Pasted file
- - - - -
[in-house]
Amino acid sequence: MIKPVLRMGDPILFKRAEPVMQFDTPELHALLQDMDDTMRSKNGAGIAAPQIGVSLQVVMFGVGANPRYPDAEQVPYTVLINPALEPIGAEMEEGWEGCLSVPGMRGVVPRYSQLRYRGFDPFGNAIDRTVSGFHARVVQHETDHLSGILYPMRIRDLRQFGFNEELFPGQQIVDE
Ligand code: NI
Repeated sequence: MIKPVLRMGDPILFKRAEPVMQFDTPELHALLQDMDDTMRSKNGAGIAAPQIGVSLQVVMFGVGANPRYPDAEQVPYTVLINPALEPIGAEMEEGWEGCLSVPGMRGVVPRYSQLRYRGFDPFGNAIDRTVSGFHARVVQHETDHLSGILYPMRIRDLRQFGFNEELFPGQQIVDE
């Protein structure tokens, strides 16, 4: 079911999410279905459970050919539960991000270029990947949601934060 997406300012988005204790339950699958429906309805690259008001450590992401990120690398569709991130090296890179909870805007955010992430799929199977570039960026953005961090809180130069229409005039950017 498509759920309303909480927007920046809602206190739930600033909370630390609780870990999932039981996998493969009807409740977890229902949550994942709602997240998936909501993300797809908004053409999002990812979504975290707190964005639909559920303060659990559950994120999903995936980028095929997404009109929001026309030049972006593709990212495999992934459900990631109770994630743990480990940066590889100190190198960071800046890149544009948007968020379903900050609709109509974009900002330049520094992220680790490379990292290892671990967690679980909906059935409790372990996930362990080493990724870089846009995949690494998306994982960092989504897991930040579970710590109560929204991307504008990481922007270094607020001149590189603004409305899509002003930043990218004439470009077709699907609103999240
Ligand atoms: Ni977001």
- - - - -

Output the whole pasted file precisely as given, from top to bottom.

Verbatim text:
[in-house]
Amino acid sequence: MIKPVLRMGDPILFKRAEPVMQFDTPELHALLQDMDDTMRSKNGAGIAAPQIGVSLQVVMFGVGANPRYPDAEQVPYTVLINPALEPIGAEMEEGWEGCLSVPGMRGVVPRYSQLRYRGFDPFGNAIDRTVSGFHARVVQHETDHLSGILYPMRIRDLRQFGFNEELFPGQQIVDE
Ligand code: NI
Repeated sequence: MIKPVLRMGDPILFKRAEPVMQFDTPELHALLQDMDDTMRSKNGAGIAAPQIGVSLQVVMFGVGANPRYPDAEQVPYTVLINPALEPIGAEMEEGWEGCLSVPGMRGVVPRYSQLRYRGFDPFGNAIDRTVSGFHARVVQHETDHLSGILYPMRIRDLRQFGFNEELFPGQQIVDE
């Protein structure tokens, strides 16, 4: 079911999410279905459970050919539960991000270029990947949601934060 997406300012988005204790339950699958429906309805690259008001450590992401990120690398569709991130090296890179909870805007955010992430799929199977570039960026953005961090809180130069229409005039950017 498509759920309303909480927007920046809602206190739930600033909370630390609780870990999932039981996998493969009807409740977890229902949550994942709602997240998936909501993300797809908004053409999002990812979504975290707190964005639909559920303060659990559950994120999903995936980028095929997404009109929001026309030049972006593709990212495999992934459900990631109770994630743990480990940066590889100190190198960071800046890149544009948007968020379903900050609709109509974009900002330049520094992220680790490379990292290892671990967690679980909906059935409790372990996930362990080493990724870089846009995949690494998306994982960092989504897991930040579970710590109560929204991307504008990481922007270094607020001149590189603004409305899509002003930043990218004439470009077709699907609103999240
Ligand atoms: Ni977001």